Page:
In 2003 in West Warwick, Rhode Island, a rock band called Great White started their concert with some pyrotechnics that set fire to the soundproofing foam around the stage. One hundred people were killed in that fire and 200 were injured in the stampede to get out of the building.
Since 2003 there has been legal wrangling over who is liable and to what extent. There were several dozen people and companies sued, including the nightclub owners, the town of West Warwick, Anheuser-Busch, Clear Channel Broadcasting, and the manufacturer of the foam. None of them admitted any liability. About 300 people brought suit, some for wrongful death and others for personal injury.
Separate Criminal Charges
There were also separate criminal charges where the club owners were charged with 100 counts of involuntary manslaughter and pleaded no contest, agreeing that they had installed flammable soundproofing on the stage. The former tour manager for Great White, one Daniel Biechele, also pleaded guilty to igniting pryotechnics without a permit. He and one of the club owners were given jail terms although now they are released.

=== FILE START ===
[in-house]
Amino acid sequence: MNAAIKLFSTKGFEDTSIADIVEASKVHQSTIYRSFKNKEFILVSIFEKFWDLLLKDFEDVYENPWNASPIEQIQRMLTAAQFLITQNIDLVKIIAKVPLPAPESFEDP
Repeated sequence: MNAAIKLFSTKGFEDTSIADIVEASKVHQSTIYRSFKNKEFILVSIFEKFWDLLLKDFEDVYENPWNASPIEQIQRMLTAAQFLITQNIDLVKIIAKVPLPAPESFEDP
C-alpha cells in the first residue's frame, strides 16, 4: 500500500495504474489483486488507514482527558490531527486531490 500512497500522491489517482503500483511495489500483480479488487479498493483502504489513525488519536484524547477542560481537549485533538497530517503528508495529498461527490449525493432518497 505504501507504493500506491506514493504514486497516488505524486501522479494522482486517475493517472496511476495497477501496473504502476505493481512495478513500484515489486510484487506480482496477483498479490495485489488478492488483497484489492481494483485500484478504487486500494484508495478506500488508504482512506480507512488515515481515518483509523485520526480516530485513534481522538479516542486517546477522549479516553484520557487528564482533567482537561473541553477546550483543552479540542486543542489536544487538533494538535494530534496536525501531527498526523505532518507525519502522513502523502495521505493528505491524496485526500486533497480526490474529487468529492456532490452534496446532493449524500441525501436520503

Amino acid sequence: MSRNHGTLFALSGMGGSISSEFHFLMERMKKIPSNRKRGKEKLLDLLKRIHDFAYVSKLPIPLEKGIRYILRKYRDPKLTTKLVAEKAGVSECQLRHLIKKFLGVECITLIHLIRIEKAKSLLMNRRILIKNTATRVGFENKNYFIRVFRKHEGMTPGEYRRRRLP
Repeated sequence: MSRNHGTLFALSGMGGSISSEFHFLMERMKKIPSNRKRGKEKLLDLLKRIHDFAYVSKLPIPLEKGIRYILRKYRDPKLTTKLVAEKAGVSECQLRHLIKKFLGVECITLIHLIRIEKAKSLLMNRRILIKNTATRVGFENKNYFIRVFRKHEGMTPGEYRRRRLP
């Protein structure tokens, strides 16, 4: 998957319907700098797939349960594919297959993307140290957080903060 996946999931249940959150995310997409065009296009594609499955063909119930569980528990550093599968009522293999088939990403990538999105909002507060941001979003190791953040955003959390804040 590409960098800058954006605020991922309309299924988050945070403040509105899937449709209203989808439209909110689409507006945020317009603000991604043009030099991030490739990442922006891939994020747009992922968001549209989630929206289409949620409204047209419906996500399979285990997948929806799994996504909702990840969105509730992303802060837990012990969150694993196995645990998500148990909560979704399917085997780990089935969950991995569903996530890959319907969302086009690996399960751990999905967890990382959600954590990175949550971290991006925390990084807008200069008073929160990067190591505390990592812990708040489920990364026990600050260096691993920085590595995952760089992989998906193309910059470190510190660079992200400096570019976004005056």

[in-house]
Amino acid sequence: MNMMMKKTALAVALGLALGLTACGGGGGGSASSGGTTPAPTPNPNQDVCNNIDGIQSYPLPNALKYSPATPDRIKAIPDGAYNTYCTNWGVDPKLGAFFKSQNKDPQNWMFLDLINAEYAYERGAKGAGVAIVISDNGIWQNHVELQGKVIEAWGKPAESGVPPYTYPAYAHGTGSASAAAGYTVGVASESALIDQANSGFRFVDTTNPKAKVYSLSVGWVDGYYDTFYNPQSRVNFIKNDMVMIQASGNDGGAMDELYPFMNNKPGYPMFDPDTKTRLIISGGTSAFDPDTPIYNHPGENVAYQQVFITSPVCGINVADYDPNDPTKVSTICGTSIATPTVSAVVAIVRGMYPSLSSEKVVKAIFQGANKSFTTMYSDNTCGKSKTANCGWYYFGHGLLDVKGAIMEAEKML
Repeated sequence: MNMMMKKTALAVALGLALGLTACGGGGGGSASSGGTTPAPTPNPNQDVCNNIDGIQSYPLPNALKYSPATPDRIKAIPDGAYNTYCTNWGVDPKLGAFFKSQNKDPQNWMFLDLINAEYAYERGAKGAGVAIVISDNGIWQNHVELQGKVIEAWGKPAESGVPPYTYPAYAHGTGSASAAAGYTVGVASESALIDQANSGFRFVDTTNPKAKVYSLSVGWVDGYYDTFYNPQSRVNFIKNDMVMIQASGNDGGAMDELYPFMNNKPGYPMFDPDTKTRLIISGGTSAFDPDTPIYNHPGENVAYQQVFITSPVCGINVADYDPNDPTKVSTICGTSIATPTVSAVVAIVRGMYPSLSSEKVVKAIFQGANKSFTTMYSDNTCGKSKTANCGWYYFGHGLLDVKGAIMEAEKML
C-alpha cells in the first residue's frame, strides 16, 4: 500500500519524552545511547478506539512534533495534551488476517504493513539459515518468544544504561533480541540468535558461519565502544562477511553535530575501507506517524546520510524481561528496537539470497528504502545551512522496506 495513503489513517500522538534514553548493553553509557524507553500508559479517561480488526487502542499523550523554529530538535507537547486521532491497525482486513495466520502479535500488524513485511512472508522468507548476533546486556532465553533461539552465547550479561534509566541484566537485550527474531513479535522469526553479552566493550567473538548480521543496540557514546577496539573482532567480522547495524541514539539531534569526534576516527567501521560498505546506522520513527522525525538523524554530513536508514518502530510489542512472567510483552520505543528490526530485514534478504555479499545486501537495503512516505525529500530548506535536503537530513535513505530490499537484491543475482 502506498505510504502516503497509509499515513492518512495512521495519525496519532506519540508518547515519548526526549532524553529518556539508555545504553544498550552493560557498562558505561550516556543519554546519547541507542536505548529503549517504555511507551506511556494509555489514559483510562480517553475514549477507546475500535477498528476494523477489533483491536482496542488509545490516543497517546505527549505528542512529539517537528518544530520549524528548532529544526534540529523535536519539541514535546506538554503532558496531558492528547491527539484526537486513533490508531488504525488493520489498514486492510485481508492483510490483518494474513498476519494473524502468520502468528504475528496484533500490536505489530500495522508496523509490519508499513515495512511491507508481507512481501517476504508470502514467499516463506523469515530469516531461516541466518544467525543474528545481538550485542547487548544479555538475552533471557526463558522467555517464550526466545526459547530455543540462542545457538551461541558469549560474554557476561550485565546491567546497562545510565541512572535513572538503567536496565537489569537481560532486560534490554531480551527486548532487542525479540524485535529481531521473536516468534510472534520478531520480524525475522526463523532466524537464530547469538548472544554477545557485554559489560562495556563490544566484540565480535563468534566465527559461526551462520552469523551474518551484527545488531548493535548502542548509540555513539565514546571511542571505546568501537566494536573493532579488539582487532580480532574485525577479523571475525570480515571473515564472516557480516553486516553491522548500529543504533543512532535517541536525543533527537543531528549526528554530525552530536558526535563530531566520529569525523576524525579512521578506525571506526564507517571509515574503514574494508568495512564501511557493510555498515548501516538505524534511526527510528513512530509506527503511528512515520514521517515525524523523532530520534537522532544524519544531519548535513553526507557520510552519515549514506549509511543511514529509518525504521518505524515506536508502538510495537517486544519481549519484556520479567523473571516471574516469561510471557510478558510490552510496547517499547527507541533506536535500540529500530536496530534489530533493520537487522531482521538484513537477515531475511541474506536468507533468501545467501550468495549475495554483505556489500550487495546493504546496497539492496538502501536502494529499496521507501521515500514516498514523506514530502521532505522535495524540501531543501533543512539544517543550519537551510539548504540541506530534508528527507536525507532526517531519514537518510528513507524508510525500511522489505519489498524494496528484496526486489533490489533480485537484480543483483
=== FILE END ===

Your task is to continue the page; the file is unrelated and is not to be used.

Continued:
The defendants did not want to risk going to trial and agreed to settle. The Rhode Island judge has approved a $176 million settlement amount and a plan for distributing it among those who had been injured and the survivors of those who were killed.
There were several dozen children who lost parents in that fire or whose parents were severely injured, and they will be compensated. The amounts to each child will vary widely according to the age of the child at the time of the fire and whether the parent was injured or killed. Burn injuries are among the most severe a person can suffer and can cause permanent disability, disfigurement, and lifelong pain.
Premises liability is a large area of personal injury law and our attorneys are well-experienced in how to fight for appropriate and fair compensation for you. If you would like to schedule a free case evaluation and consultation, please contact our law office today.